Song Imitation

Song imitation

The objective of song imitation is for your child to be independently able to follow motions that are associated with songs.

Instructions for Lesson

  1. Sit on the floor at or at the table with your child.
  2. Engage your child by saying your child’s name and or touching child’s arm.
  3. After you have your child’s attention say “(Child’s name) let’s sing the “Itsy bitsy spider song”, start singing the song and show your child the according hand motion(s). Start with one motion at a time. Begin with “spider”.
  4. Perfect outcome: your child makes the motion for “spider”. Reinforce!

Not so perfect outcome: your child just sits there.

  • What to do: reengage your child by saying his/her name and or touching his/her arm and repeat the instruction “(Child’s name) let’s sing the “Itsy bitsy spider” and show her the motion for spider, then prompt your child to do the motion for “spider”.

Be Persistent and Repeat Until Mastered

After that engage your child again and repeat. If your child makes the hand motion for “spider”, great, reinforce. If not repeat the steps from above. Repeat it three times and if your child still is not getting it move on to a different task and come back to it later. Also once your child gets the prompted instruction right, redirect your child to a simple task he/she has mastered and then go back to the original instruction to make sure your child got it.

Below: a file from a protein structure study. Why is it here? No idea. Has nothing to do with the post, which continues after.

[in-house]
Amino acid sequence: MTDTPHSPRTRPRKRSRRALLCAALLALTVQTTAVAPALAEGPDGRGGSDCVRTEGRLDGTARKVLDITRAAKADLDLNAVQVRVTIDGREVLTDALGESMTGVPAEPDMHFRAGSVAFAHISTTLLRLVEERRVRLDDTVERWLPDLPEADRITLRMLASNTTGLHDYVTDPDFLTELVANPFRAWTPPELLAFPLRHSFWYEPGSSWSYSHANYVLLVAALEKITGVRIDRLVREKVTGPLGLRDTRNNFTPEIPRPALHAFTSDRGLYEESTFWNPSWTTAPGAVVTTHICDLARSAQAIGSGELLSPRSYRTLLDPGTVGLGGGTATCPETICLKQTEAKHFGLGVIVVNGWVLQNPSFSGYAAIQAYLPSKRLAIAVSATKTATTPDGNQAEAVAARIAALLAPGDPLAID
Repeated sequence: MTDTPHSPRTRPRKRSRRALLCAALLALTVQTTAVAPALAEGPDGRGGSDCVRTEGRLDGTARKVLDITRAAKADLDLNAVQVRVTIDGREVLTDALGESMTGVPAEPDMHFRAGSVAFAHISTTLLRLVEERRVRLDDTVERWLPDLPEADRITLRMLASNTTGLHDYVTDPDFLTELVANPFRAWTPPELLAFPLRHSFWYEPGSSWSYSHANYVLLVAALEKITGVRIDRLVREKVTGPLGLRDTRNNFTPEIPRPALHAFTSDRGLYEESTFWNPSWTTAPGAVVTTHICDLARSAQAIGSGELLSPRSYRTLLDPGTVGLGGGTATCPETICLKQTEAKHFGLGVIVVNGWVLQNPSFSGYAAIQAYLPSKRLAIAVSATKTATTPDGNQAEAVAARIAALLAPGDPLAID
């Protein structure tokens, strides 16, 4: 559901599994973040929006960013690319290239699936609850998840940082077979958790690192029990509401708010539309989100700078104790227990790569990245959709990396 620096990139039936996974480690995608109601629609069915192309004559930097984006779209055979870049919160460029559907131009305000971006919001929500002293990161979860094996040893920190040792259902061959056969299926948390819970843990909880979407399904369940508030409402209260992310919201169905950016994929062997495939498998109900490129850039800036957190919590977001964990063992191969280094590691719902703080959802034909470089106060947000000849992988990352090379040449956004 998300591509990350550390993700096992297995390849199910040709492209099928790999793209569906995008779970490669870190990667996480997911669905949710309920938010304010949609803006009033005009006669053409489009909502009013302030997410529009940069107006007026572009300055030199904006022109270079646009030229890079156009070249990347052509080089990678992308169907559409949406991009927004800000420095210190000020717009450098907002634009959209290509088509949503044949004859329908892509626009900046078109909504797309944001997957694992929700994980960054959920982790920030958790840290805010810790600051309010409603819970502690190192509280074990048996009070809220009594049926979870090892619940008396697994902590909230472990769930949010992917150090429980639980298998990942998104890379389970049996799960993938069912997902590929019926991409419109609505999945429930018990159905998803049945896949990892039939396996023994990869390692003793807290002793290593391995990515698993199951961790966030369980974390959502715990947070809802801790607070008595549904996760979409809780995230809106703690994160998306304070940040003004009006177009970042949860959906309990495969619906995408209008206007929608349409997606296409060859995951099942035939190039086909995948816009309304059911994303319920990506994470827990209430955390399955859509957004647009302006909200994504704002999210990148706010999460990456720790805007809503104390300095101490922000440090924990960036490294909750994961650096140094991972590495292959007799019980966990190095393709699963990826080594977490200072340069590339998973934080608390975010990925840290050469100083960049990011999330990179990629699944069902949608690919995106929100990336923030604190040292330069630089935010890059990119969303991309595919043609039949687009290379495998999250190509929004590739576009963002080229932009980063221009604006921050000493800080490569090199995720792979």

Expectations

It might take your child a while, a couple days maybe even a couple weeks, to grasp the concept of what is asked of him/her. Don’t get frustrated and stick with the program. Your child will get there! Reinforce (Praise) a right response or even if your child is trying really hard. In the video you will see a demonstration of how to run “Song Imitation” program.

Items you need:

A list of songs that have hand motions.

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Autism Support Now is a Parent advisory blog and media site presented by "Ella's Hope for Autism" a 501c3 public charity in Missouri. This site is built for parents dealing with Autism . . . by parents dealing with Autism. Hope and Sam McPheeters (founders of Ella's Hope) have two children on the spectrum, and strive to provide continued advice for other parents, who are dealing with the same issues..